I attended a training session on writing literature reviews the other week (presented by Dr Anne Schwan) and took on board the recommendation to read They Say/I Say: The Moves That Matter in Academic Writing (Graff and Birkenstein, 2014). In fact, as luck would have it there was a new edition being released the following week so I took the opportunity to pre-order it on Amazon.co.uk so that I’d have the latest-and-greatest version.

In a nutshell, They Say/I Say is an introduction to the art of writing an argument and creating an academic conversation. It is easy to read and offers examples and templates throughout the book—with useful exercises at the end of each chapter so that the reader can immediately put the concepts to test. Further, the authors use encouraging language that may help less-experienced students or academics overcome potential fears about not having the academic know-how or “credentials” to create arguments.

I feel that the book gave good (though sometimes basic) advice on how best to present an argument in a way that allows the conversation to continue. It helps to explain the process of—and the need for—summarising someone’s argument, as well as some “best practice” techniques for how and when to use quotes. (With an emphasis on making sure that quotes are relevant and to the point.)

My favourite thing about the book—and what I believe is the most useful reason for owning a copy—is the templates provided throughout the text. I feel that they work similar to a thesaurus by providing suggested ways to phrase an argument, in the same manner that we’d use a thesaurus to find alternative words so that we don’t continue to describe a flower as beautiful over and over again. After all, reading “He said…”, “He said…”, and “He said…” all in a row can get boring. But if you throw in a “The author notes that it could be argued …” from time-to-time is like describing that flower as prepossessing.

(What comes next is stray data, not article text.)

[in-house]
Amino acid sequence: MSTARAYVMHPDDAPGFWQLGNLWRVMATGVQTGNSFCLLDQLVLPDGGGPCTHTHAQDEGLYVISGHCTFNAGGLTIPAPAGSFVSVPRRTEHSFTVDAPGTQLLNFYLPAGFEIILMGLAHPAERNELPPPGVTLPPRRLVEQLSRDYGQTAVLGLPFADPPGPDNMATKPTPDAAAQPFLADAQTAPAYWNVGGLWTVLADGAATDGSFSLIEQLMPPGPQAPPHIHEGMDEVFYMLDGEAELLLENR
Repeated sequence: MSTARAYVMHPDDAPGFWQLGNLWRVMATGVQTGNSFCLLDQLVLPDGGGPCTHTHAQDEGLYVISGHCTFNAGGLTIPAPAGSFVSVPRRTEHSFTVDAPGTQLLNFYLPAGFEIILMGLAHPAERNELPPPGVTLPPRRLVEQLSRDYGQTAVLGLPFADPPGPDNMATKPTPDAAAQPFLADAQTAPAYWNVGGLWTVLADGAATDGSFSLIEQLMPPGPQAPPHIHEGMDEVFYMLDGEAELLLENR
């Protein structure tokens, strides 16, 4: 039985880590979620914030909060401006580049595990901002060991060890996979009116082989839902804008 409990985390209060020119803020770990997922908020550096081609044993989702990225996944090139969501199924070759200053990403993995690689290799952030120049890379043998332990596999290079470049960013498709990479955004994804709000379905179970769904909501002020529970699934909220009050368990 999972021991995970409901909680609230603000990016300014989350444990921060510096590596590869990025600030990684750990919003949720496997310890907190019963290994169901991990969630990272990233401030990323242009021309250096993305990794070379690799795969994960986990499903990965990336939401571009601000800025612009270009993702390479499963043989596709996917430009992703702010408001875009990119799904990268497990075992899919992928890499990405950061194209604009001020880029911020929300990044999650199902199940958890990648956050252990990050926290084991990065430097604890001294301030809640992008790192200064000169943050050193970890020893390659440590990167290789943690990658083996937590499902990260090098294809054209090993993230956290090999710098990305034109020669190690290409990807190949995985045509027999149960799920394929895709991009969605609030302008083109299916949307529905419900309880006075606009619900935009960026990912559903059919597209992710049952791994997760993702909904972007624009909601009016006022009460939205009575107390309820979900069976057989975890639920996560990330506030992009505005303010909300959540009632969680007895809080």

The third edition also includes new sections for writing about literature, using templates to revise, and even writing online. Further, the authors have launched a blog, continuing the lessons and conversation online. (I have added the blog to my RSS feed so that I don’t miss any updates.)

Practical pickiness:
On the practical side, the book is an extremely good value at around £12 for the paperback edition. It’s small size and light-weight materials make it easy to toss into your book bag for easy access when writing at the library.

However—and this is where my slightly obsessive-compulsive nature comes in—I was less than pleased with the book’s overall print quality.

First, the cover is a printed and coated card stock which feels weird to the touch. This printing method also means that the cover insists on curling upwards, meaning it will always look open when sitting on a desk. Next, the paper is (not too) thin and has a slight shine to it which is a little annoying as it gives off a slight glare from overhead lighting and doesn’t have the nice feel that other, less glossy papers have.

Again, this is my own personal brand of crazy and has nothing to do with the book’s substance and academic usefulness. (I am just very fussy about some things; don’t get me started on wonky staples!)

Recommendation:
Short and sweet: Yes! I recommend you get this book—or at least check it out from the library! (I’ve not been asked or paid to give this review, I just really like the book and believe it will be a useful tool.)